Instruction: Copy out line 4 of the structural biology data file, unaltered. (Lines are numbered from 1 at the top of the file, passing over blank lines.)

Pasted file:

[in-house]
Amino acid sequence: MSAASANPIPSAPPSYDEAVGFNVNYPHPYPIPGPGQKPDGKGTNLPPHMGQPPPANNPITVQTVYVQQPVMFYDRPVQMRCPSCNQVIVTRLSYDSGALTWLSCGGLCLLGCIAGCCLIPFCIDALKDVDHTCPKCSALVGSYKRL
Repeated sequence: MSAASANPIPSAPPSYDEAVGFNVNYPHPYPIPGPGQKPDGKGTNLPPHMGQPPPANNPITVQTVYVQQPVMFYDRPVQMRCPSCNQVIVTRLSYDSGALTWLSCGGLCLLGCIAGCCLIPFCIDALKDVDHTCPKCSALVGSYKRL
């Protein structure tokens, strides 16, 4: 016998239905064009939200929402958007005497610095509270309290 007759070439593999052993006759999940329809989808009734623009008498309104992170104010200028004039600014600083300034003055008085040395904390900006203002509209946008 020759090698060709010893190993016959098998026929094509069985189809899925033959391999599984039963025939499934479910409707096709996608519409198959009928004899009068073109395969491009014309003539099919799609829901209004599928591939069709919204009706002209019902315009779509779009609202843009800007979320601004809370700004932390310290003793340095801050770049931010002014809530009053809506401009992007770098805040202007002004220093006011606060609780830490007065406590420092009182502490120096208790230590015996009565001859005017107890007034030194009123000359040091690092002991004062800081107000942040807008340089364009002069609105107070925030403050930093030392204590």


């Protein structure tokens, strides 16, 4: 016998239905064009939200929402958007005497610095509270309290 007759070439593999052993006759999940329809989808009734623009008498309104992170104010200028004039600014600083300034003055008085040395904390900006203002509209946008 020759090698060709010893190993016959098998026929094509069985189809899925033959391999599984039963025939499934479910409707096709996608519409198959009928004899009068073109395969491009014309003539099919799609829901209004599928591939069709919204009706002209019902315009779509779009609202843009800007979320601004809370700004932390310290003793340095801050770049931010002014809530009053809506401009992007770098805040202007002004220093006011606060609780830490007065406590420092009182502490120096208790230590015996009565001859005017107890007034030194009123000359040091690092002991004062800081107000942040807008340089364009002069609105107070925030403050930093030392204590």